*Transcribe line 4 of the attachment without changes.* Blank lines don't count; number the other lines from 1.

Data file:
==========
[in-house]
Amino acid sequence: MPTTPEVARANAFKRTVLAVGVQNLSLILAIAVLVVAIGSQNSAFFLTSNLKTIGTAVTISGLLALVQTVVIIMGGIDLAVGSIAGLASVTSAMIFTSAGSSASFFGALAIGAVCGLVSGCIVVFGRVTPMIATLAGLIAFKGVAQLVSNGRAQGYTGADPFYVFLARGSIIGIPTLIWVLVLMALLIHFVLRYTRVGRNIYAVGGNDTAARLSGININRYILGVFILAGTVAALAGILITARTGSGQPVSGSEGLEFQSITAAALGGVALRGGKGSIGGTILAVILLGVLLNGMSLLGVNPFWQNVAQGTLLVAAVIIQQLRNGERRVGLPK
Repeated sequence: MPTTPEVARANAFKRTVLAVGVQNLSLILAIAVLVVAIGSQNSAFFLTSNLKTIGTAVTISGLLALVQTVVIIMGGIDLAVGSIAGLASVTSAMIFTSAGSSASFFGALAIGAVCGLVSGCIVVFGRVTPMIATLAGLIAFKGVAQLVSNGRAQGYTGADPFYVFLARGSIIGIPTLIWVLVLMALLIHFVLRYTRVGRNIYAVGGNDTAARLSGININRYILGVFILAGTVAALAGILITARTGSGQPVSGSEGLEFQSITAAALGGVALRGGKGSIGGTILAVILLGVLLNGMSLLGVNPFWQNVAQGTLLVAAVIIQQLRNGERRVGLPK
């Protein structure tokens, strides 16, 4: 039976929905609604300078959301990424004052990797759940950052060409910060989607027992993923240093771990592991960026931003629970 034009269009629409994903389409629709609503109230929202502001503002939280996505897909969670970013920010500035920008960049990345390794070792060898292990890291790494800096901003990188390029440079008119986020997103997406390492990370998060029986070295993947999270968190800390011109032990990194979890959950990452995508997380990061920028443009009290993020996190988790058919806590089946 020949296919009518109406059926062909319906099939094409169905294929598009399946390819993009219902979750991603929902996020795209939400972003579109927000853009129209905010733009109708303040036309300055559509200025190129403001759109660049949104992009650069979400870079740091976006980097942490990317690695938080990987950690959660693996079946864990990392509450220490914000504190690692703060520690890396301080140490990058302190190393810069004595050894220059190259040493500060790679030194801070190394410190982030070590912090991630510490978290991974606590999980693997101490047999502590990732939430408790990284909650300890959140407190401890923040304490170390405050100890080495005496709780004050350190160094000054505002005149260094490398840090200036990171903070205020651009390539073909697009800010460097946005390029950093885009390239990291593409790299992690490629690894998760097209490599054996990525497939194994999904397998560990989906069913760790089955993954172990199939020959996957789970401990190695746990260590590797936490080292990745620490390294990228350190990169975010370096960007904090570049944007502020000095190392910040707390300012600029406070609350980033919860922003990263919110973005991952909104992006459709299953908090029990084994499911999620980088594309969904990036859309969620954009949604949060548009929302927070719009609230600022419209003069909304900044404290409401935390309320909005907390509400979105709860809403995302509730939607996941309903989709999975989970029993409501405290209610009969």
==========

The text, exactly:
């Protein structure tokens, strides 16, 4: 039976929905609604300078959301990424004052990797759940950052060409910060989607027992993923240093771990592991960026931003629970 034009269009629409994903389409629709609503109230929202502001503002939280996505897909969670970013920010500035920008960049990345390794070792060898292990890291790494800096901003990188390029440079008119986020997103997406390492990370998060029986070295993947999270968190800390011109032990990194979890959950990452995508997380990061920028443009009290993020996190988790058919806590089946 020949296919009518109406059926062909319906099939094409169905294929598009399946390819993009219902979750991603929902996020795209939400972003579109927000853009129209905010733009109708303040036309300055559509200025190129403001759109660049949104992009650069979400870079740091976006980097942490990317690695938080990987950690959660693996079946864990990392509450220490914000504190690692703060520690890396301080140490990058302190190393810069004595050894220059190259040493500060790679030194801070190394410190982030070590912090991630510490978290991974606590999980693997101490047999502590990732939430408790990284909650300890959140407190401890923040304490170390405050100890080495005496709780004050350190160094000054505002005149260094490398840090200036990171903070205020651009390539073909697009800010460097946005390029950093885009390239990291593409790299992690490629690894998760097209490599054996990525497939194994999904397998560990989906069913760790089955993954172990199939020959996957789970401990190695746990260590590797936490080292990745620490390294990228350190990169975010370096960007904090570049944007502020000095190392910040707390300012600029406070609350980033919860922003990263919110973005991952909104992006459709299953908090029990084994499911999620980088594309969904990036859309969620954009949604949060548009929302927070719009609230600022419209003069909304900044404290409401935390309320909005907390509400979105709860809403995302509730939607996941309903989709999975989970029993409501405290209610009969």